• 1969 - Marilyn Cochran wins the World Cup season title in giant slalom
  • 1970 - Lindy Cochran joins her siblings on the U.S. Ski Team; Barbara Ann wins a silver medal in slalom and Marilyn wins a bronze medal in combined at the World Championships
  • 1972 - Barbara Ann Cochran wins the gold medal in slalom at the 1972 Winter Olympics in Sapporo, Japan
  • 1973 - Bob Cochran wins the combined event at the prestigious Hahnenkamm in Kitzbühel, Austria, and a giant slalom at Heavenly Valley
  • 1974 - Mickey Cochran serves as Alpine Director of the U.S. Ski Team; Cochran's Ski Club founded. Barbara Ann and Marilyn retire from international competition
  • 1975 - Bobby Cochran turns professional; Mitey Mite handle lift installed at Cochran's Ski Area
  • 1976 - Lindy Cochran is top American in both slalom and giant slalom at the Olympic Games in Innsbruck, Austria. Barbara inducted into the U.S. Ski and Snowboard Hall of Fame[9]
  • 1978 - Marilyn inducted into the U.S. Ski and Snowboard Hall of Fame[6]
  • 1979 - T-bar installed at Cochran's Ski Area
  • 1984 - New lodge built at Cochran's Ski Area
  • 1985 - Innovative "Ski-Tots Program" introduced at Cochran's by Lindy (Cochran) Kelley as the Cochran family continues to coach and teach the next generation of Cochran's skiers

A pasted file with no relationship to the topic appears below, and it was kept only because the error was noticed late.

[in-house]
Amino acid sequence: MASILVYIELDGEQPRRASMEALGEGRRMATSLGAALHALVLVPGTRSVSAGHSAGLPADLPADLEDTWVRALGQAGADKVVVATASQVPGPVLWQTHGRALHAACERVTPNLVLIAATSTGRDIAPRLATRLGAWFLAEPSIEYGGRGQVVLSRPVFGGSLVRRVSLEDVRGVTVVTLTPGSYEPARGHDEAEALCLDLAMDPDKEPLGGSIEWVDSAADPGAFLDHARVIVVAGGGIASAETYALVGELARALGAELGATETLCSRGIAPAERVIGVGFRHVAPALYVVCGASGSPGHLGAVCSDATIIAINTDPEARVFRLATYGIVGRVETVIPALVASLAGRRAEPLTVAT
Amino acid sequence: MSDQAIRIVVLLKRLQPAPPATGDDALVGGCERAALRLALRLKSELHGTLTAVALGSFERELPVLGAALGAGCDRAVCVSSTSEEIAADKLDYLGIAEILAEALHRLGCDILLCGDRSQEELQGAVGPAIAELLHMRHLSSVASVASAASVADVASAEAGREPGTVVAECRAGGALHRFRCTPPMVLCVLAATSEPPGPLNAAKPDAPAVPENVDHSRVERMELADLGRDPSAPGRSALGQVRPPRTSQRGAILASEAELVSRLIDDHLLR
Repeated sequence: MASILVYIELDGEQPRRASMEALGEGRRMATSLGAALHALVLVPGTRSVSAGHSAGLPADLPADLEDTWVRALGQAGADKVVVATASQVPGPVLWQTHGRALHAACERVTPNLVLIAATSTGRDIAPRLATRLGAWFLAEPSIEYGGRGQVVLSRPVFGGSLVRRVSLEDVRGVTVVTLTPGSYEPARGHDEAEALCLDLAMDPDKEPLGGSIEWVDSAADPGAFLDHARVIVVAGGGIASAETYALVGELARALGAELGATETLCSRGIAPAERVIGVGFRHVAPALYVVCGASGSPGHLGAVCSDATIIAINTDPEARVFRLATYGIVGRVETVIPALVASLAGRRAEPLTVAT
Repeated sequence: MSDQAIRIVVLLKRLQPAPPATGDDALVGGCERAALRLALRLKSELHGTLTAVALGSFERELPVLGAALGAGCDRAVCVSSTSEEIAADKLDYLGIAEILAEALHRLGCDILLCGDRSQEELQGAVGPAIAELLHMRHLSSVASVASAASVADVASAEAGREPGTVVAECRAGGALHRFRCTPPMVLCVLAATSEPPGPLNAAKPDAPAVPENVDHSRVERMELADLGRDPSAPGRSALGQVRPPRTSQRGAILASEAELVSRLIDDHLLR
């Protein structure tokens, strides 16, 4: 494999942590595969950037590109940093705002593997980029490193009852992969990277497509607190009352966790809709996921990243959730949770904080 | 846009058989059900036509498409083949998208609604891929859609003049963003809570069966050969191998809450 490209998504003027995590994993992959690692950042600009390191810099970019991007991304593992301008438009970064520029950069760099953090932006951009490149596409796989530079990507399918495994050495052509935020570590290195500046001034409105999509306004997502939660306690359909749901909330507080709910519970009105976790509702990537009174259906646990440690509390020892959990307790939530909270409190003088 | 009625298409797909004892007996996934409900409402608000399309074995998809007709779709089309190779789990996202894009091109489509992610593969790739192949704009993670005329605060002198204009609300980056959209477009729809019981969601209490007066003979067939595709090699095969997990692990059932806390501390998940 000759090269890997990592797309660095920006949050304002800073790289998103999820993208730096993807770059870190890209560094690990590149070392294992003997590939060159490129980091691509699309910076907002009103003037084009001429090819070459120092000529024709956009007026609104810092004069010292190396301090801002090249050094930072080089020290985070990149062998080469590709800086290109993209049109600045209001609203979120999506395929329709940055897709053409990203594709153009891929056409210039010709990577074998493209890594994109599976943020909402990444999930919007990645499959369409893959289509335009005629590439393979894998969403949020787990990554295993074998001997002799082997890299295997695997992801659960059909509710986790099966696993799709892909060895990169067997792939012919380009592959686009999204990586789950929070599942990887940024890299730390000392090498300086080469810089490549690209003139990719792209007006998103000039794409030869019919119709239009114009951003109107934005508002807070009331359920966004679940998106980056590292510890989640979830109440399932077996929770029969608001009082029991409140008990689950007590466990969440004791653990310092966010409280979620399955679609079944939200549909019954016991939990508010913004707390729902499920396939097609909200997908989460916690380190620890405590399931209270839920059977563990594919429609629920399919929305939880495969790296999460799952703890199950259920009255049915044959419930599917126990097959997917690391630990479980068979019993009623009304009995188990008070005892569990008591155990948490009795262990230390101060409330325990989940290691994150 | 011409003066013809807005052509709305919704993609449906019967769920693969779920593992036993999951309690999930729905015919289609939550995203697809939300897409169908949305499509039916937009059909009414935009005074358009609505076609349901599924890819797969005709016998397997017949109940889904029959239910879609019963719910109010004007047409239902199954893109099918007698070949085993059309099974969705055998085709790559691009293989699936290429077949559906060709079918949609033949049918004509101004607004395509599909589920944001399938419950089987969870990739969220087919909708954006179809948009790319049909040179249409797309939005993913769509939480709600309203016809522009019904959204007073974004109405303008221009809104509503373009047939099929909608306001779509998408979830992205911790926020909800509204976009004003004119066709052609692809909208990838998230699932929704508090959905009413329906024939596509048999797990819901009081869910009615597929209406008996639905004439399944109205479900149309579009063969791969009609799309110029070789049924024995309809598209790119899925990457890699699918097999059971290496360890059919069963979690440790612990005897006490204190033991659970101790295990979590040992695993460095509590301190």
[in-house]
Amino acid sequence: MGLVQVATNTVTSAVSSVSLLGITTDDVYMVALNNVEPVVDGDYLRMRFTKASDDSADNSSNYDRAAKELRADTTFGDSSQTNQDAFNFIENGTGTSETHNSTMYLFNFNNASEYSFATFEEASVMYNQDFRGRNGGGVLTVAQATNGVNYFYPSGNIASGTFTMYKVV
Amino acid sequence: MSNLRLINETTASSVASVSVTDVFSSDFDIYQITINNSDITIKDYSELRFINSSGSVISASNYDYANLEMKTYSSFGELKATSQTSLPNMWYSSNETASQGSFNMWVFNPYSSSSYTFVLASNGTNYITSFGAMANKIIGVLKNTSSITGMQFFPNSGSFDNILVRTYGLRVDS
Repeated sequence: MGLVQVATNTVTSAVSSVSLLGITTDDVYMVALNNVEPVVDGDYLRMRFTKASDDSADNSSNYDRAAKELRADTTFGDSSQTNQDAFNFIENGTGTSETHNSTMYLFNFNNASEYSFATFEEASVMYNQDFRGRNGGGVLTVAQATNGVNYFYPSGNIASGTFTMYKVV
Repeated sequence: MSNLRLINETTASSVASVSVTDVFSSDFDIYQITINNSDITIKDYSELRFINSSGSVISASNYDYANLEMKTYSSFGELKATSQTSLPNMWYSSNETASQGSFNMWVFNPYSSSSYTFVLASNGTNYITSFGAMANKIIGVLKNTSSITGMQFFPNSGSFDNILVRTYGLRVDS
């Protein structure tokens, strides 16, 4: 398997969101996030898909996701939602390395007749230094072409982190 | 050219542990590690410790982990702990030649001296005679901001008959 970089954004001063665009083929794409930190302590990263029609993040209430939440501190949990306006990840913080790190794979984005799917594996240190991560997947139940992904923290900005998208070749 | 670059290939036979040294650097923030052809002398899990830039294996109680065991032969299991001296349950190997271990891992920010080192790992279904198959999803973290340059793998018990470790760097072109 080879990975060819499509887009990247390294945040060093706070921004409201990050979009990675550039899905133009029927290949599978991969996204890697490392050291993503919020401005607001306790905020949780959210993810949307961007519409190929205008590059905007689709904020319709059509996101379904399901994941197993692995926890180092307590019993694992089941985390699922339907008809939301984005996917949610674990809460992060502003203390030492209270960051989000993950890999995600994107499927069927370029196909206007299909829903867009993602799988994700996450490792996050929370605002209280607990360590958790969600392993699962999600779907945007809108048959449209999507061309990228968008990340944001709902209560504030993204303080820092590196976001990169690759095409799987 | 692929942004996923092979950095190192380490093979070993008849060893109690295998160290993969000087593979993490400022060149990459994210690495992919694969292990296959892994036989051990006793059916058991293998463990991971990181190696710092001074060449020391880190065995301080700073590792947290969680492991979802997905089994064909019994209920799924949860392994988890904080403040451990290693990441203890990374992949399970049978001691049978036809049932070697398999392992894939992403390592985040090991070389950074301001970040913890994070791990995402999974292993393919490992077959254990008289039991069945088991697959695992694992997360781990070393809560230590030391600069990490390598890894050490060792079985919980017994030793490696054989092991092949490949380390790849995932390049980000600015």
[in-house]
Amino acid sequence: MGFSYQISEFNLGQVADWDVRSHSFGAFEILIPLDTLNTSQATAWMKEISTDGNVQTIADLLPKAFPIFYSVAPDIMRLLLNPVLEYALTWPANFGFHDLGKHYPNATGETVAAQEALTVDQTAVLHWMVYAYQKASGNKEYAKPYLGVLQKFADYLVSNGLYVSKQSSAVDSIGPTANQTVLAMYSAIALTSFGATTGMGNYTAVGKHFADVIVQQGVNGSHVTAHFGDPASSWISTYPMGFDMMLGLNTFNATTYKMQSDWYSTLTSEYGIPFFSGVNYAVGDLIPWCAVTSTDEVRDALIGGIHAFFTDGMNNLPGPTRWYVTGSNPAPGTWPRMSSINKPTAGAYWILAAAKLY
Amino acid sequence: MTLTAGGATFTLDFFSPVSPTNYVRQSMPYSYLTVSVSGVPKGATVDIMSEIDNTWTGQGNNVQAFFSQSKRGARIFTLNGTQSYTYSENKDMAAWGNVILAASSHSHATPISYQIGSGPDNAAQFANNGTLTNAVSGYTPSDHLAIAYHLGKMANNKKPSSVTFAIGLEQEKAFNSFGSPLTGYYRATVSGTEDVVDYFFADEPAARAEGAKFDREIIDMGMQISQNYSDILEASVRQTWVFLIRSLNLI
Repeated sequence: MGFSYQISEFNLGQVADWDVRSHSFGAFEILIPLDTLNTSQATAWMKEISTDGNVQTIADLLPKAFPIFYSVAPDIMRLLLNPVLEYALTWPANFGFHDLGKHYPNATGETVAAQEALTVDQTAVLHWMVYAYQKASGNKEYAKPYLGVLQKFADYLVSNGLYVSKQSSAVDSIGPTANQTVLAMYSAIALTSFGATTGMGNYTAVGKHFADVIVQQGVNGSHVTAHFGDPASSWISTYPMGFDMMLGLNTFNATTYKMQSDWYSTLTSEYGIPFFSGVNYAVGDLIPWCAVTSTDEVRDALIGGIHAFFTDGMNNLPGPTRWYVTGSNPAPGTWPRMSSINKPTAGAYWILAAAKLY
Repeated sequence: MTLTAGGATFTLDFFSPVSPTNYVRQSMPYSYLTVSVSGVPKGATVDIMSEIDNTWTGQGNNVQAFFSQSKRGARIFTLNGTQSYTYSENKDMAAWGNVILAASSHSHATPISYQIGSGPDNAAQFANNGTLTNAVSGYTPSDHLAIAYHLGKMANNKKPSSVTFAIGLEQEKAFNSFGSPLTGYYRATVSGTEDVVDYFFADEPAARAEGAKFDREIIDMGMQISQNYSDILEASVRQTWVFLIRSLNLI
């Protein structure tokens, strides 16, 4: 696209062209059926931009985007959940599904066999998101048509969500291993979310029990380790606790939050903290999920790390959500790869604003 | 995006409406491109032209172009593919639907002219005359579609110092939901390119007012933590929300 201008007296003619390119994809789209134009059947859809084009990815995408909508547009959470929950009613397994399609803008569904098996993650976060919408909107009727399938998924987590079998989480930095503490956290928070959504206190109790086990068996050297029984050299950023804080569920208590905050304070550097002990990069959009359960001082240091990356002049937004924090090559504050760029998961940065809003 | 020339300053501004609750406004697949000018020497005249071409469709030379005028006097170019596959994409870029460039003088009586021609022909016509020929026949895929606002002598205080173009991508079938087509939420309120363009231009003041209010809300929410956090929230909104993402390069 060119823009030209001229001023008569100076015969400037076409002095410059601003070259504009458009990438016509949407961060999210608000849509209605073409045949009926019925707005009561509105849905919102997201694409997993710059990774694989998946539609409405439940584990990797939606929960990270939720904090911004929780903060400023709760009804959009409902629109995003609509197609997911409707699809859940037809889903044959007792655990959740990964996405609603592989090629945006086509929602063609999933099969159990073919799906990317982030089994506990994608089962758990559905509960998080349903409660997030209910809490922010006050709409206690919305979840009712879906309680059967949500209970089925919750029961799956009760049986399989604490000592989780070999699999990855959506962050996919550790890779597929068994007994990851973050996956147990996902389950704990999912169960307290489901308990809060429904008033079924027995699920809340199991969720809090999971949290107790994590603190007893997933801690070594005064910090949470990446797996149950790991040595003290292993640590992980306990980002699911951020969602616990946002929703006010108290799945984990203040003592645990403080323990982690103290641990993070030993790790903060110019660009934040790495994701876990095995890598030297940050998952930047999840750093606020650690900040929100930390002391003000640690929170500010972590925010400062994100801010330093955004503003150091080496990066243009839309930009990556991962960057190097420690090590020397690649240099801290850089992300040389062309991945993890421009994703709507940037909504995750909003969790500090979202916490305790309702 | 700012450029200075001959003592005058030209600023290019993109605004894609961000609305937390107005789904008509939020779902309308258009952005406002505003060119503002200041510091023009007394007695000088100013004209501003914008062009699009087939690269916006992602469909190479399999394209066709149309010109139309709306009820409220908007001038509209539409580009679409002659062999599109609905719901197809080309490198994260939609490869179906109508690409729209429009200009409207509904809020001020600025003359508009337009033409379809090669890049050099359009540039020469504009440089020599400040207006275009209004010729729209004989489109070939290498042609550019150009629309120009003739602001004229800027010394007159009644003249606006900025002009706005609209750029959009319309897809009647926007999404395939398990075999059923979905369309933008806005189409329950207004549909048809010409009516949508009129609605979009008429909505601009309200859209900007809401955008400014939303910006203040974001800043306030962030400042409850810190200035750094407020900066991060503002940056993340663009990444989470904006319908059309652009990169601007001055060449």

• 1998 - Mickey Cochran dies at the age of 74;[2] Cochran's Ski Area turns non-profit
  • 1999 - Cochran's Ski Area was granted nonprofit, 501(c)(3) tax status by the Internal Revenue Service. Mission statement: "To provide affordable skiing/snowboarding, lessons and race training for area youths and families and continue the tradition Mickey & Ginny have created."
  • 2002 - Lindy Cochran's daughter Jessica Kelley named to the U.S. Ski Team; Marilyn Cochran's son Roger Brown wins NCAA slalom title competing for Dartmouth College
  • 2003 - Bob Cochran's son Jimmy Cochran named to the U.S. Ski Team
  • 2004 - Jimmy Cochran wins U.S. National Championships in Slalom and Giant Slalom
  • 2005 - Ginny Cochran dies at age 76.[4] Roger Brown named to the U.S. Ski Team
  • 2006 - Jimmy Cochran competes in the 2006 Winter Olympics in Torino, Italy. Lindy Cochran's son Tim Kelley named to the U.S. Ski Team. Amy Cochran, racing for the University of Vermont, places second in the giant slalom and third in the slalom at the Eastern Intercollegiate Ski Association (EISA) Championships.
  • 2007 - Jimmy Cochran, Jessica Kelley, and Tim Kelley all begin their 2007/2008 season together on the U.S. Ski Team
  • 2008 - Jimmy Cochran wins two more U.S. national titles in slalom and combined